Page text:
Troops deployed in New Orleans
Tropical Storm Isaac strengthened into a hurricane just off the US Gulf Coast today, lashing the New Orleans area with strong winds and heavy rain seven years after the city was devastated by Hurricane Katrina.
Isaac's storm surge could pose a major test of New Orleans' new flood control systems and reinforced levees. Forecasts from the US National Hurricane Center showed the storm coming ashore in the Mississippi Delta late tonight, possibly taking direct aim at the so-called Crescent City.
"Isaac has finally formed into a hurricane, so we are officially in the fight and the city of New Orleans is on the front lines," New Orleans Mayor Mitch Landrieu told reporters.
"Citizens have to be prepared. I'm going to ask you to hunker down," Mr Landrieu said, as hundreds of US Army National Guard troops took up strategic positions around New Orleans.
Brandishing automatic assault rifles to ward off any threat of looting, the troops in military vehicles took up positions on mostly deserted streets. Their arrival came as driving rain and stiff winds began battering the city's iconic French Quarter and its boarded-up storefronts.
Earlier, the Army Corps of Engineers closed for the first time the massive new floodgate on the largest storm-surge barrier in the world, at Lake Borgne, east of New Orleans.
In other preparations, oil production in the U.S. Gulf of Mexico ground to a near halt, and ports and coastal refineries curtailed operations as Isaac neared the Louisiana coastline.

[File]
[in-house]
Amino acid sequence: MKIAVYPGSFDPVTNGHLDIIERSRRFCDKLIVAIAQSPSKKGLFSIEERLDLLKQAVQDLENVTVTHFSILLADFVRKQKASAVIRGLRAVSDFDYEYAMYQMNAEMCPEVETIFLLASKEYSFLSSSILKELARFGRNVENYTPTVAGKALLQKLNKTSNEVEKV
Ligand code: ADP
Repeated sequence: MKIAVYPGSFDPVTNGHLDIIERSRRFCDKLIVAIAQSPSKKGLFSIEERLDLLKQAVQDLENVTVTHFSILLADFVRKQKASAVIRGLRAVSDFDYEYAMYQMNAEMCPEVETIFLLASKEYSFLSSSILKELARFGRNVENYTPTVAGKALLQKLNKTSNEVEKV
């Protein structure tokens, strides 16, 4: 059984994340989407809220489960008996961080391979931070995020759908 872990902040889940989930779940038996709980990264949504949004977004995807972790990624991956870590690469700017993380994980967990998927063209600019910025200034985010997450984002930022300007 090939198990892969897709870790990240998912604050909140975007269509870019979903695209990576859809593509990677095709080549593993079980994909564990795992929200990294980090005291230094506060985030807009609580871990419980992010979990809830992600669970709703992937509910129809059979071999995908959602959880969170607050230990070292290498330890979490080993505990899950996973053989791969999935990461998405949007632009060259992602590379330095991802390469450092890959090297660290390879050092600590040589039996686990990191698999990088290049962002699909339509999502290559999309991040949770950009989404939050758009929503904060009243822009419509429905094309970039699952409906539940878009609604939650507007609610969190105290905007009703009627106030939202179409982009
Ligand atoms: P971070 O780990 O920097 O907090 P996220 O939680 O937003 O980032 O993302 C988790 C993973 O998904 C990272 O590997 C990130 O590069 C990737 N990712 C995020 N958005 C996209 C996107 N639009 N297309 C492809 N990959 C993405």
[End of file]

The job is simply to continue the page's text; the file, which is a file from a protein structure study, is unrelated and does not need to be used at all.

At 2 pm local time (6pm Irish time), the Hurricane Center said Isaac was centered about 217 km southeast of New Orleans with top sustained winds of 120 kph.
Its forward speed was a relatively slow 16 kph, a concern for people in the path of the storm since slow-moving cyclones can bring higher rainfall totals. The storm was about 595 km wide.
Isaac spared Tampa, Florida, where the Republican National Convention began yesterday. But it forced party leaders to revamp their schedule and they may have to make further revisions so as not to be seen celebrating Mitt Romney getting the party's presidential nomination while Gulf Coast residents are struggling through the storm.
President Barack Obama added his concerns in a statement from the White House, saying: "We're dealing with a big storm and there could be significant flooding and other damage across a large area."
Now was "not the time to tempt fate," he added, saying people should heed warnings and evacuate if instructed by authorities to do so.
Isaac had New Orleans in its sights as the city still struggles to recover from Katrina, which swept across it on Aug. 29, 2005, killing more than 1,800 people and causing billions of dollars of damage.
After Katrina, the Corps of Engineers built a $14.5 billion flood defense system of walls, floodgates, levees and pumps designed to protect the city against a massive tidal surge like the one that swamped New Orleans in Katrina's wake.
The floodgate that closed today is 26 8 meters high and 2.9 km long. It was designed to prevent the Inner Harbor Navigation Canal from breaching its walls, as it did in 2005, inundating the Lower Ninth Ward, Gentilly and New Orleans East neighborhoods, and St. Bernard Parish.
Most of the Lower Ninth, which still shows the devastation of Katrina, was deserted and quiet by lunchtime today. Residents who hadn't evacuated were unloading water, food and fuel from their cars and trucks into their homes.